From johns to judges, Americans often suffer from a profound misunderstanding of how teenage prostitution actually works — and fail to appreciate that it’s one of our country’s biggest human rights problems. Fortunately, a terrific new book called “Girls Like Us,” by Rachel Lloyd, herself a trafficking survivor, illuminates the complexities of the sex industry.
Lloyd is British and the product of a troubled home. As a teenager, she dropped out of school and ended up working as a stripper and prostitute, controlled by a pimp whom she loved in a very complicated way — even though he beat her.
One of the most vexing questions people have is why teenage girls don’t run away more often from pimps who assault them and extract all the money they earn. Lloyd struggles to answer that question about her own past and about the girls she works with today. The answers have to do with lack of self-esteem and lack of alternatives, as well as terror of the pimp and a misplaced love for him.
Jocular references to pimps in popular songs or movies are baffling. They aren’t business partners of teenage girls; they are modern slave drivers. And pimping attracts criminals because it is lucrative and not particularly risky as criminal behavior goes: police arrest the girls, but don’t often go after the pimps. (In fairness, pimping is a tough crime to prove, partly because the star witness is often a girl with a string of prostitution arrests who leaves a poor impression on a jury.)
Eventually, Lloyd did escape her pimp after he nearly killed her, but starting over was tough, and she had trouble fitting in. When she showed up at church in a skirt she liked, four women separately came over to her pew with clothing to cover her legs.
“Apparently skirts need to be longer than your jacket,” she recalls. “Who knew?”
Then Lloyd came to the United States to begin working with troubled teenage girls — and found her calling. In 1998, at the age of 23, she founded GEMS, short for Girls Educational and Mentoring Services, a program for trafficked girls that has won human rights awards and helped pass a landmark anti-trafficking law in New York State. On the side, Lloyd earned a college degree and then a master’s, graduating summa cum laude.
Lloyd’s story is extraordinarily inspiring, as is the work she is doing. One of the girls she rescued from a pimp later graduated from high school as valedictorian. But Lloyd’s memoir is also important for the window it offers into trafficking in this country.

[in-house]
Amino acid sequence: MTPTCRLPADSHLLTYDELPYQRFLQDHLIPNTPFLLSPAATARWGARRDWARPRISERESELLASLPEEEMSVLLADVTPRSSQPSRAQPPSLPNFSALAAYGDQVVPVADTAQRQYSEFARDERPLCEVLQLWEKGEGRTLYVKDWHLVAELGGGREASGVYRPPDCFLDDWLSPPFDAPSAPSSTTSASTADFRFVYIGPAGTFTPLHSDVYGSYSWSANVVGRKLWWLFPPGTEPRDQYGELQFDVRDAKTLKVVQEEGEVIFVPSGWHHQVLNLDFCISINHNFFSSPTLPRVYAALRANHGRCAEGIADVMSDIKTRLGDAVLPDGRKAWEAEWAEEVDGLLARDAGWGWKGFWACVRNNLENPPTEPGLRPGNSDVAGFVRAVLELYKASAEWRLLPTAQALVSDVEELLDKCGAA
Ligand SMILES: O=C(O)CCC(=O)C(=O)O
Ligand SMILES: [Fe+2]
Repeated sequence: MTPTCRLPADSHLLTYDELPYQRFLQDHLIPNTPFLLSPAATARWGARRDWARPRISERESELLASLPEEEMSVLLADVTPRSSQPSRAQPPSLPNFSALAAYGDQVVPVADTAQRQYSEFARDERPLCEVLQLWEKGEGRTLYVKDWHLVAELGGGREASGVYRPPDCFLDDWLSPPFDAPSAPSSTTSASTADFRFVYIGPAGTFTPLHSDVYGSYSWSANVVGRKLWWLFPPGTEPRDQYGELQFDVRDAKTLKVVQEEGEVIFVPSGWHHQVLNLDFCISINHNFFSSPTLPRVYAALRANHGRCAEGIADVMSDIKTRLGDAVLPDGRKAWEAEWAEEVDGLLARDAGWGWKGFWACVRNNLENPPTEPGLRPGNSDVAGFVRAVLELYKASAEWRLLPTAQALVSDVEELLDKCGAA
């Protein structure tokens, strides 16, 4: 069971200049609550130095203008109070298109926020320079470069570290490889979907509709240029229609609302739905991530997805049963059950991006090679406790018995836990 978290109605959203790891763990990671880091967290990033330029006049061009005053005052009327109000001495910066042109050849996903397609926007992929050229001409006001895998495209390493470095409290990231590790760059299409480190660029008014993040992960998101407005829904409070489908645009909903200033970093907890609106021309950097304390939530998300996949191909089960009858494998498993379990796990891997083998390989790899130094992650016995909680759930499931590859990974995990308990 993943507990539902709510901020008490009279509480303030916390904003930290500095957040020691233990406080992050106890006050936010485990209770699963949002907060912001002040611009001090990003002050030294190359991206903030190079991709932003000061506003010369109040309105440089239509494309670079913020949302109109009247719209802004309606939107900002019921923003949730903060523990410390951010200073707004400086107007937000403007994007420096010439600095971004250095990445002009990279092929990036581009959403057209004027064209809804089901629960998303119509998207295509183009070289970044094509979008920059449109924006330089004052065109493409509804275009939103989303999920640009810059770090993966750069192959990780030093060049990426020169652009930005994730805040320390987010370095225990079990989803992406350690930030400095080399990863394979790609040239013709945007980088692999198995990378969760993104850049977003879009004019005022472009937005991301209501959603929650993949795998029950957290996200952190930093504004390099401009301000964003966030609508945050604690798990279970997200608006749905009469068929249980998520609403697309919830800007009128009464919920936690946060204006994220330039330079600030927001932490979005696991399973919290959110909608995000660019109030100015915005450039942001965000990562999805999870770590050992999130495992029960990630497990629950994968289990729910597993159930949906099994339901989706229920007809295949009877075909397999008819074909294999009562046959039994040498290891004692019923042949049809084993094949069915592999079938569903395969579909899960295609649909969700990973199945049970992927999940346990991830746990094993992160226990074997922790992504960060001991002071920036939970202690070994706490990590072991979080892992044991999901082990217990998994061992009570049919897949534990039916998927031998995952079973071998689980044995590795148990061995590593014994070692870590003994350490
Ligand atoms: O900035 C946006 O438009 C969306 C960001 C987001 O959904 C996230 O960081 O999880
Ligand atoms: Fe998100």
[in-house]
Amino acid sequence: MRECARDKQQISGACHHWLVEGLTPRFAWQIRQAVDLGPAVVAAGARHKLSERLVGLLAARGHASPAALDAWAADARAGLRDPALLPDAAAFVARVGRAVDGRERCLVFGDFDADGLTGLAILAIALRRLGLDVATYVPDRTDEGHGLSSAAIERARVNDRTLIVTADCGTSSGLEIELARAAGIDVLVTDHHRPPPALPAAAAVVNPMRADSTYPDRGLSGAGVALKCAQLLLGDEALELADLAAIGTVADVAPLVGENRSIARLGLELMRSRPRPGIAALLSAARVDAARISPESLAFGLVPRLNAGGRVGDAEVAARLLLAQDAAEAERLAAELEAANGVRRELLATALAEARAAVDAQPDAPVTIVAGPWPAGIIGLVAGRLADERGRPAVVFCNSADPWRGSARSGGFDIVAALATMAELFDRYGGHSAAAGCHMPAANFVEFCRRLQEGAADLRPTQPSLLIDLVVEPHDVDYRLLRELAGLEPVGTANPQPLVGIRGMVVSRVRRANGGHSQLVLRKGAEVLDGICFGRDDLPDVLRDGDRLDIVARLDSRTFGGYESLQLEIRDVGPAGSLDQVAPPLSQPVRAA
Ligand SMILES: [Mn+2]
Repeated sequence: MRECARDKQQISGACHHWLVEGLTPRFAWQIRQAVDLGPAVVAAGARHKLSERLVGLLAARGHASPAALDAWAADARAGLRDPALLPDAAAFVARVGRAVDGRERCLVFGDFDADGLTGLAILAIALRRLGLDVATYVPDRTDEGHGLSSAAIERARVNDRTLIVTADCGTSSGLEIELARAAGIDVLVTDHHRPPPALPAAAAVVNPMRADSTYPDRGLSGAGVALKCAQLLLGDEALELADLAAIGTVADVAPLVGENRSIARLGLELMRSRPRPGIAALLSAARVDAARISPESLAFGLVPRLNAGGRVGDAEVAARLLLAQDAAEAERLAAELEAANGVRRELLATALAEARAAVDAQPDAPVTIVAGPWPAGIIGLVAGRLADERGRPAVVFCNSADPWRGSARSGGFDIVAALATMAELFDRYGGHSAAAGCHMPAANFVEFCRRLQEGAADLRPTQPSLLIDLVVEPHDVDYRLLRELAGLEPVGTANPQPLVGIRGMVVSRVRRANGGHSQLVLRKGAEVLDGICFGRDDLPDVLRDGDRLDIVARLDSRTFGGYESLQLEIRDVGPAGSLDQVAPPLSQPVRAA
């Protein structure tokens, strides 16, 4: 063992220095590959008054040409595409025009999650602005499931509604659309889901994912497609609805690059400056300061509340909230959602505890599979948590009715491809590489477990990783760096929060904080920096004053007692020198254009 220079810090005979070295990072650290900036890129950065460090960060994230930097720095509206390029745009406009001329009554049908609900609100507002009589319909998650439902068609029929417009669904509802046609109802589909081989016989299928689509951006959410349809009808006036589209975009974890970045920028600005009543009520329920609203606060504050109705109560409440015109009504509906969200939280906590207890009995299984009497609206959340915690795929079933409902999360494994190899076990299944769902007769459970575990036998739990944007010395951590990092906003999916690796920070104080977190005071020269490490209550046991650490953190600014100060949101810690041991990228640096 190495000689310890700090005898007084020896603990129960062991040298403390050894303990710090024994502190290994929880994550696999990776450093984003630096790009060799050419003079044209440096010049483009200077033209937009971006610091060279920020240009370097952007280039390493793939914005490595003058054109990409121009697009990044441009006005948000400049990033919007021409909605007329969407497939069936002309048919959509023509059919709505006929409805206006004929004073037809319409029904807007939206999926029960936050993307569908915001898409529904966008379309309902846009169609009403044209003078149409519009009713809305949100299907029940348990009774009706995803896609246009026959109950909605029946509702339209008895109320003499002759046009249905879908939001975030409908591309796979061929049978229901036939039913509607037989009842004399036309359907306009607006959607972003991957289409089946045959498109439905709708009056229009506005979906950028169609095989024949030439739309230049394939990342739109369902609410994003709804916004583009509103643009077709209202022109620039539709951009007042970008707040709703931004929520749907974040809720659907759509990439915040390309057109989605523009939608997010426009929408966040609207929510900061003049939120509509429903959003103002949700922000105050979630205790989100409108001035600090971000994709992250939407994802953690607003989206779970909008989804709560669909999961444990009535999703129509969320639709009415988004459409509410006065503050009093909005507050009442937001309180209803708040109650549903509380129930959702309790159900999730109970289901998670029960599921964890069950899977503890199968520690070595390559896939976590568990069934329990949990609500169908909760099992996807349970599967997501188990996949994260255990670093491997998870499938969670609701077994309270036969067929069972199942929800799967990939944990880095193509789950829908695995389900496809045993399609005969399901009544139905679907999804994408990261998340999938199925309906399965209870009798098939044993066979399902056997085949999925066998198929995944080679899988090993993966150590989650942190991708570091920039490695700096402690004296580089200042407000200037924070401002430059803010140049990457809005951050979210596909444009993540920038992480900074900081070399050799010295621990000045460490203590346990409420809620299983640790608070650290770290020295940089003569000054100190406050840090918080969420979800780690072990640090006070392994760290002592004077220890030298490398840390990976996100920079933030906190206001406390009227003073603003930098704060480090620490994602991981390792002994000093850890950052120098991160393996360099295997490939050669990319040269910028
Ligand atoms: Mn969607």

Americans often think that “trafficking” is about Mexican or Korean or Russian women smuggled into brothels in the United States. That happens. But in my years and years of reporting, I’ve found that the biggest trafficking problem involves homegrown American runaways.
Typically, she’s a 13-year-old girl of color from a troubled home who is on bad terms with her mother. Then her mom’s boyfriend hits on her, and she runs away to the bus station, where the only person on the lookout for girls like her is a pimp. He buys her dinner, gives her a place to stay and next thing she knows she’s earning him $1,500 a day.
Lloyd guides us through this world in an unsentimental way that rings pitch perfect with my own reporting. Above all, Lloyd always underscores that these girls aren’t criminals but victims, and she alternately oozes compassion and outrage. One girl she worked with was Nicolette, a 12-year-old in New York City who had a broken rib and burns from a hot iron, presumably from her pimp. Yet Nicolette was convicted of prostitution and sent to a juvenile detention center for a year to learn “moral principles.”
Our system has failed girls like her. The police and prosecutors should focus less on punishing 12-year-old girls and more on their pimps — and, yes, their johns. I hope that Lloyd’s important and compelling book will be a reminder that homegrown American girls are also trafficked, and they deserve sympathy and social services — not handcuffs and juvenile detention.